DAMASCUS: Guided more by what they can hear than see, Syrian troops and rebels are battling in the bowels of Damascus, digging tunnels in a campaign to control the eastern entrance to the capital.
This is the suburb of Jobar, next to Abassid Square, a stronghold of President Bashar al-Assad’s regime. The army knows that if it is lost to the rebels, the capital’s entire defences are in danger.
Inside an empty building, a hole in the floor leads to an observation room seven metres (23 feet) down, where army computers are linked to cameras rigged up inside a network of army tunnels.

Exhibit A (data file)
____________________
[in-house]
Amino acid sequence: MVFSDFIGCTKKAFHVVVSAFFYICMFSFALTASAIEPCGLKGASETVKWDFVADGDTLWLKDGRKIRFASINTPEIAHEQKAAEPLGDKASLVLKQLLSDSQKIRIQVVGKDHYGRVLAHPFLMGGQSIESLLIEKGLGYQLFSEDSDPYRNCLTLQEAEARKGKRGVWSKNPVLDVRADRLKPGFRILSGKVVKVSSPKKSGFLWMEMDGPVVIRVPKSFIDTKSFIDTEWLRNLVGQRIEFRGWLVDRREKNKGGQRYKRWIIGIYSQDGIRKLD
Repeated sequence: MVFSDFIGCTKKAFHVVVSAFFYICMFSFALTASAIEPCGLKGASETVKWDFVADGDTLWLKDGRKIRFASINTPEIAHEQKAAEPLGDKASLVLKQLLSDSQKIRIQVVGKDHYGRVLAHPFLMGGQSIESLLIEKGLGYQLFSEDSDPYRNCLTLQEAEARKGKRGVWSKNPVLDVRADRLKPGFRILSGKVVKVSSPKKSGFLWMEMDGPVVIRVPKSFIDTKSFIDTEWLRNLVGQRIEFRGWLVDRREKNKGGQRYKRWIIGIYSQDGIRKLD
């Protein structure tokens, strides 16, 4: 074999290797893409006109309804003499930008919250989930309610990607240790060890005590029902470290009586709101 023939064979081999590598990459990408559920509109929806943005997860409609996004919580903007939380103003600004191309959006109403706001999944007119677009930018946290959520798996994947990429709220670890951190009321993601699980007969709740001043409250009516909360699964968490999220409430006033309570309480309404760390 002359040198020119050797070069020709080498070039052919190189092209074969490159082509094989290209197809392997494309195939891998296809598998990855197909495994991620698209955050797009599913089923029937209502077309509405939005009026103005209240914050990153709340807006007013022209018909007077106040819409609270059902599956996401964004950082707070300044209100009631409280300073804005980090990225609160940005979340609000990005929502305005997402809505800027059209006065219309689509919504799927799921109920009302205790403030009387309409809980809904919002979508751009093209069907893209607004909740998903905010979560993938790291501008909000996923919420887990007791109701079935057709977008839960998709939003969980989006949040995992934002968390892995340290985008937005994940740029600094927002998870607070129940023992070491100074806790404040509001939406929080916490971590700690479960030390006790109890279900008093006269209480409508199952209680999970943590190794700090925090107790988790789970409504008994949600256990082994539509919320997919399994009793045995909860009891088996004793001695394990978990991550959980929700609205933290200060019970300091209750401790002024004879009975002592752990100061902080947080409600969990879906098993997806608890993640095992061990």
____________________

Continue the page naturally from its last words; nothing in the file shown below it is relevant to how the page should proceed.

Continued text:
But Mazen, a captain, explains that the cameras are of only limited use in tracking the enemy’s movements.
“We depend above all on our ears. When we’ve located the source of the noise, we dig in that direction.”
“Then it’s a surprise: either the rebels are there and we fight, or we cut off the tunnel, or we use it ourselves.”
There are two wars going on here, one above ground, the other below.
In the open air, snipers from both sides fire from buildings sometimes just metres apart, the thunder of shells and regime air strikes occasionally rocking the area.
“There are two cities. There’s the virtual one above, and the real one below,” says a soldier monitoring computer screens.